Sports

Time to let Sven live the dream

OK, so maybe the term legends is a little loose for a team that contains the likes of Bjorn Tore Kvarme and Gregory Vignal, but that’s not the point.

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Sven-Goran Eriksson may finally get to ‘manage’ Liverpool. AFP Photo

Paul Kennedy

In typical English fashion, eyebrows were raised when Sven-Goran Eriksson was appointed manager of the national football team in 2001. The tuts were deafening.

Sven was the first non-British manager to be appointed coach of the England national football team. This was a different time, remember, more than 20 years ago, and the notion of some ‘Johnny Foreigner’ leading out the Three Lions sent shivers down the spines of die-hard supporters.

But Sven wasn’t bothered. The softly-spoken Swede took it all in his stride and ignored the detractors.

He didn’t do that bad a job for England. In three major tournaments he got them past the group stages, beaten twice in quarter finals and he improved England’s FIFA World Rankings from seventeenth place in January 2001 to fifth in July 2006, reaching fourth during the 2006 World Cup.

At one stage, he was regarded as England’s second most successful manager, behind only World Cup winner Sir Alf Ramsey.

I always knew that Sven was a big Liverpool supporter. It was an open secret. His father too was a massive fan of the Reds.

This week, after Sven broke the sad news that he is suffering from pancreatic cancer, he said the biggest regret in his life was not managing Liverpool FC.

I don’t know if he would have been a success at Liverpool. There were times in my team’s dark days when he would have probably been better than the managers we had.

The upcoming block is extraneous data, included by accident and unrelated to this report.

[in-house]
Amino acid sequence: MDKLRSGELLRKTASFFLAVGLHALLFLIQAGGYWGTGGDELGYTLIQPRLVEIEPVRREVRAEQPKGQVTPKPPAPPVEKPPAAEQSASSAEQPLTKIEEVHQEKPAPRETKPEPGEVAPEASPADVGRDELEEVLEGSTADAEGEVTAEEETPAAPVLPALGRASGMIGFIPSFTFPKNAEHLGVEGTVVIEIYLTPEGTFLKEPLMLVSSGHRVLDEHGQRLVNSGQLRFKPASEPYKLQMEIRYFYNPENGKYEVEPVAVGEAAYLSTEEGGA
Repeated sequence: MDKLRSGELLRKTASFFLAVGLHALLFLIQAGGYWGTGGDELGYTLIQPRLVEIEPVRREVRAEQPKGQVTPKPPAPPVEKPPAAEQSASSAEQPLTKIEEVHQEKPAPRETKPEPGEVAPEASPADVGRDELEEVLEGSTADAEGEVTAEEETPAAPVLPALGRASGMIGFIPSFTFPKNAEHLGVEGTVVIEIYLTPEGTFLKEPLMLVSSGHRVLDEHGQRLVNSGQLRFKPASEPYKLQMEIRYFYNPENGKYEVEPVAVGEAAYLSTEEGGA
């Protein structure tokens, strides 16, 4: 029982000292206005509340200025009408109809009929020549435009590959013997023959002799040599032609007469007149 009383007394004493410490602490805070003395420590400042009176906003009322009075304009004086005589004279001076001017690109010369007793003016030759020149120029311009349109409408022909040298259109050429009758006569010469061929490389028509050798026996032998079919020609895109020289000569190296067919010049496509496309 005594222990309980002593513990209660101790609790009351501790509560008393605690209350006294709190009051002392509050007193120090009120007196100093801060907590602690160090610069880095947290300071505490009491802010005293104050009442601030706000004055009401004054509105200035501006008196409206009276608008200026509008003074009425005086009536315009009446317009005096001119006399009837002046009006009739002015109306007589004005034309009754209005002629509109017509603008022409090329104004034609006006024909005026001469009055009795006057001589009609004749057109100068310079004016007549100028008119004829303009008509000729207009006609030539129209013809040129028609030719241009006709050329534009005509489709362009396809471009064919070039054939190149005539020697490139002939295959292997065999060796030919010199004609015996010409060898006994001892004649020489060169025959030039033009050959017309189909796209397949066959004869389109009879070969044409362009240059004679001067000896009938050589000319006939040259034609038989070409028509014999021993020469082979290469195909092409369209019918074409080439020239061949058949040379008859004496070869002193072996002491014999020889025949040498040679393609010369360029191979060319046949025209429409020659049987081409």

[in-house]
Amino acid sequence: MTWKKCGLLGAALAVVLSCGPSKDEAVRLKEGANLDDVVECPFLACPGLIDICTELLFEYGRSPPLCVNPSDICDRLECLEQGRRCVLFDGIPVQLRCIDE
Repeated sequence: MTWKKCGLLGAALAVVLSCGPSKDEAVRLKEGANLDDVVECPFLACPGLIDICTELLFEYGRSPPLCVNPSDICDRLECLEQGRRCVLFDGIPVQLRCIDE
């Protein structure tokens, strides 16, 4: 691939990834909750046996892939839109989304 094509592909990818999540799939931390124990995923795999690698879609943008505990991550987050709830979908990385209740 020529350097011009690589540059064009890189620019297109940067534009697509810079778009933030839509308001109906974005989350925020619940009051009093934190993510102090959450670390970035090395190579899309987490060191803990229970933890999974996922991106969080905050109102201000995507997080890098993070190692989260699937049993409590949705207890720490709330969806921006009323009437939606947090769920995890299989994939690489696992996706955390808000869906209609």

Now, I hope, there’s a chance he could see his wish come true.

Liverpool have what they call a ‘Legends’ team, made up of past players who play charity matches against past players from other teams around Europe.

OK, so maybe the term legends is a little loose for a team that contains the likes of Bjorn Tore Kvarme and Gregory Vignal, but that’s not the point.

These are great games that raise a bucketful of money for the Liverpool Foundation, the club’s charity arm that provides a range of programmes to help improve the life and health of children and young people.

In March, they will take on Ajax Legends from Holland in front of what will be no doubt a packed Anfield stadium.

Sir Kenny Dalglish and Ian Rush usually manage the old boys eleven, but there are calls this week for the pair to step aside and hand the reigns over the Sven.

It won’t quite be what the Swede had in mind when he first became a manager in the 1970s with dreams of leading Liverpool, but hey, it’s the next best thing.

And what a gesture that would be.

I hope it happens and Sven can manage a Liverpool side at least once in his lifetime. He is after all, a football legend.